The top candidate for the New York Jets' offensive coordinator vacancy is Jeremy Bates, the team's quarterbacks coach, who has had drawn both praise and criticism in his polarizing career.
Once regarded as a young star in coaching, Bates flamed out in 2012, took a four-year hiatus (he spent part of it hiking the Rocky Mountains) and resurfaced last season with the Jets.
Coach Todd Bowles was impressed with Bates' work and might end up hiring him to replace John Morton, who was fired Wednesday. A scouting report on Bates:
Offensive system: Those who know him say Bates would probably install a West Coast-style passing game and a running scheme predicated on zone blocking -- similar to Morton's system.
"Just turn on the 2008 Mike Shanahan film," said Matt Hasselbeck, one of Bates' former quarterbacks and now a studio analyst for ESPN. "That's his vision for the offense he'd like to run."
He was referring to the '08 Denver Broncos, which ranked No. 2 in total offense. Those Denver teams were known for churning out 1,000-yard rushers, which appeals to Bowles, who has said the Jets didn't run the ball enough last season.
Distant Cousins: The quarterback-needy Jets are expected to have interest in Kirk Cousins, a potential free agent. He spent his first two seasons (2012 and 2013) playing for Shanahan with the Washington Redskins, so he'd be familiar with a Bates/Shanahan scheme. It's a bit of a stretch, but the Jets might think that could help them in a recruitment of Cousins.
Claim to fame: Bates was mentored by two bright offensive minds, Jon Gruden and Shanahan. He also was Jay Cutler's quarterbacks coach in 2008, his only Pro Bowl season. In a recent interview with ESPN.com, Shanahan called Bates a "very bright guy" and a "pretty special" coach. Bates' football intelligence never has been in question; some describe him as an X's and O's savant.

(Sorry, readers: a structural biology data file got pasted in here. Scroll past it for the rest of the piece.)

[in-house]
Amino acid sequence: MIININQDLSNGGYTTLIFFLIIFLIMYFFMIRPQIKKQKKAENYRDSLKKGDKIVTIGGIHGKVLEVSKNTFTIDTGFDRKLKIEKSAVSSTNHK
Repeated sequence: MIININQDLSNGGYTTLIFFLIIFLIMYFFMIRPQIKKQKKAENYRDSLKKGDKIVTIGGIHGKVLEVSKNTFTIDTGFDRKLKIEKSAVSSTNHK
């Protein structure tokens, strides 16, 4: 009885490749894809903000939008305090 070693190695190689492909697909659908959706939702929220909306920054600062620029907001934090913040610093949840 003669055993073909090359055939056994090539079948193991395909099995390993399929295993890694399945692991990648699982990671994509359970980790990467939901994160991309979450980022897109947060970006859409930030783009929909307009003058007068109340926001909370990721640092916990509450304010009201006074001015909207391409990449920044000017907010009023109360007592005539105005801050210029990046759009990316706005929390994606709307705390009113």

Biggest blemish on his résumé: In 2010, Bates followed Pete Carroll from Southern Cal to the Seattle Seahawks, but he lasted only one season as his offensive coordinator. Carroll, not known for having a quick hook, fired Bates with three years left on his contract. With Bates calling the plays, the Seahawks finished 28th in total offense and 31st in rushing. At the time, Carroll said he made the change because of "philosophical issues," saying "we saw things differently."
Coaching style: Bates is direct and brutally honest. Some people appreciate his candid approach; others are chafed by it. In Seattle, he was vocal in his support of Hasselbeck, who had an up-and-down year -- perhaps too vocal. Some believed it rubbed people the wrong way and might have contributed to his dismissal. Bates, only 34 at the time, had some maturity issues. That was eight years ago, and the Jets evidently believe he has outgrown them.
Play calling: There are many facets to the coordinator job, but the biggest responsibility is calling plays. Hasselbeck said he liked Bates as a playcaller, saying, "He's very fiery. He has kind of a temper. There's an aggressiveness to him during the week, but on game day he's very calm, very poised. It's really remarkable. It's night and day. Usually it's the other way around with coaches. They're laid back during the week, then on Sunday they act like they're hyped up on Red Bull. Jeremy is the opposite."
Final verdict: Hasselbeck spoke glowingly of Bates' football acumen and playcalling ability. Asked whether he'd be a good coordinator for the Jets, Hasselbeck said "it depends" on the rest of the offensive staff, meaning he believes coaches need to be compatible. As he said, "You have to put the pieces of the puzzle together."